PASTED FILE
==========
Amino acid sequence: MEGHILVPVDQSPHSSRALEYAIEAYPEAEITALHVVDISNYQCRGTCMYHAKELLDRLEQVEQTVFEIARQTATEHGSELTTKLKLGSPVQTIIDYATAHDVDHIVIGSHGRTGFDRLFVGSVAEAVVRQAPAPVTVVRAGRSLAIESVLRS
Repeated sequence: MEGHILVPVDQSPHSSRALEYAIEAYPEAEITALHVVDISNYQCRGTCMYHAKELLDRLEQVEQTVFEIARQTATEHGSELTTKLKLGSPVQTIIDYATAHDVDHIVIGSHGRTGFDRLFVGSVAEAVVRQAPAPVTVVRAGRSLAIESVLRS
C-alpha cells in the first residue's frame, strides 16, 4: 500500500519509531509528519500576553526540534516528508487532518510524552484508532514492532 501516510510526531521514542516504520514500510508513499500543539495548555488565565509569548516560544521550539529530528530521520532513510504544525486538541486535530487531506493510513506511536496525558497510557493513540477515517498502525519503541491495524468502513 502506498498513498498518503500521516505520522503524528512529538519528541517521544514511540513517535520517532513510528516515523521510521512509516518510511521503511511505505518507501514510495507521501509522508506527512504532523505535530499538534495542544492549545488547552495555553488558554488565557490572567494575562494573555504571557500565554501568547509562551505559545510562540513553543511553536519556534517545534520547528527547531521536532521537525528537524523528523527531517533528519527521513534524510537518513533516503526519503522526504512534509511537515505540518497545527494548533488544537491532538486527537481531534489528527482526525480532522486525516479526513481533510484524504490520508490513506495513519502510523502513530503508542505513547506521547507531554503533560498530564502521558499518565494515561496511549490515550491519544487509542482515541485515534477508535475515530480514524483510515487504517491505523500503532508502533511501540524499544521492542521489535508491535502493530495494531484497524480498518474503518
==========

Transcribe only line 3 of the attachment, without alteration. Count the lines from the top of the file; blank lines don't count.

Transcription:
C-alpha cells in the first residue's frame, strides 16, 4: 500500500519509531509528519500576553526540534516528508487532518510524552484508532514492532 501516510510526531521514542516504520514500510508513499500543539495548555488565565509569548516560544521550539529530528530521520532513510504544525486538541486535530487531506493510513506511536496525558497510557493513540477515517498502525519503541491495524468502513 502506498498513498498518503500521516505520522503524528512529538519528541517521544514511540513517535520517532513510528516515523521510521512509516518510511521503511511505505518507501514510495507521501509522508506527512504532523505535530499538534495542544492549545488547552495555553488558554488565557490572567494575562494573555504571557500565554501568547509562551505559545510562540513553543511553536519556534517545534520547528527547531521536532521537525528537524523528523527531517533528519527521513534524510537518513533516503526519503522526504512534509511537515505540518497545527494548533488544537491532538486527537481531534489528527482526525480532522486525516479526513481533510484524504490520508490513506495513519502510523502513530503508542505513547506521547507531554503533560498530564502521558499518565494515561496511549490515550491519544487509542482515541485515534477508535475515530480514524483510515487504517491505523500503532508502533511501540524499544521492542521489535508491535502493530495494531484497524480498518474503518